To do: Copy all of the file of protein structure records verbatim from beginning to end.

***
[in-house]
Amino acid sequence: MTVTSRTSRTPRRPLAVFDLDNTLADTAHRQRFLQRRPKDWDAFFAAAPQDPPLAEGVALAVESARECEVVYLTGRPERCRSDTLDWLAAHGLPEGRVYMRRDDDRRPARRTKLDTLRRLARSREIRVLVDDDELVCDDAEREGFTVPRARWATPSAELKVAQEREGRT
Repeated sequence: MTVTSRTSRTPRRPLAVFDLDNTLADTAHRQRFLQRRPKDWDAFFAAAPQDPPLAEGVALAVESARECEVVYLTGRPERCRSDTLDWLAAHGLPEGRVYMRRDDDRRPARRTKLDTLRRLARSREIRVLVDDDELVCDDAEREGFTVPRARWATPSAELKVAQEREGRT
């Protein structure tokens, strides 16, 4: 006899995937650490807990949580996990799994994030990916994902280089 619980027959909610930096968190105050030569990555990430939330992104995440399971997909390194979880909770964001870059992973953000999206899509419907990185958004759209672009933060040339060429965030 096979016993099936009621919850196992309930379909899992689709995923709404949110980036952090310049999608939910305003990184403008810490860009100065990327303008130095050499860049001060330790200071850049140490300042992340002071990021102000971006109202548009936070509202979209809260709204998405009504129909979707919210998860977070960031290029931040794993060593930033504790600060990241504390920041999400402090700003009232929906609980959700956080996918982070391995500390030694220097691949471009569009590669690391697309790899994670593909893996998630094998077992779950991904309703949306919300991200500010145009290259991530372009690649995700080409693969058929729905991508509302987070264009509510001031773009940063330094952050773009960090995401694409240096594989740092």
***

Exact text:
[in-house]
Amino acid sequence: MTVTSRTSRTPRRPLAVFDLDNTLADTAHRQRFLQRRPKDWDAFFAAAPQDPPLAEGVALAVESARECEVVYLTGRPERCRSDTLDWLAAHGLPEGRVYMRRDDDRRPARRTKLDTLRRLARSREIRVLVDDDELVCDDAEREGFTVPRARWATPSAELKVAQEREGRT
Repeated sequence: MTVTSRTSRTPRRPLAVFDLDNTLADTAHRQRFLQRRPKDWDAFFAAAPQDPPLAEGVALAVESARECEVVYLTGRPERCRSDTLDWLAAHGLPEGRVYMRRDDDRRPARRTKLDTLRRLARSREIRVLVDDDELVCDDAEREGFTVPRARWATPSAELKVAQEREGRT
């Protein structure tokens, strides 16, 4: 006899995937650490807990949580996990799994994030990916994902280089 619980027959909610930096968190105050030569990555990430939330992104995440399971997909390194979880909770964001870059992973953000999206899509419907990185958004759209672009933060040339060429965030 096979016993099936009621919850196992309930379909899992689709995923709404949110980036952090310049999608939910305003990184403008810490860009100065990327303008130095050499860049001060330790200071850049140490300042992340002071990021102000971006109202548009936070509202979209809260709204998405009504129909979707919210998860977070960031290029931040794993060593930033504790600060990241504390920041999400402090700003009232929906609980959700956080996918982070391995500390030694220097691949471009569009590669690391697309790899994670593909893996998630094998077992779950991904309703949306919300991200500010145009290259991530372009690649995700080409693969058929729905991508509302987070264009509510001031773009940063330094952050773009960090995401694409240096594989740092």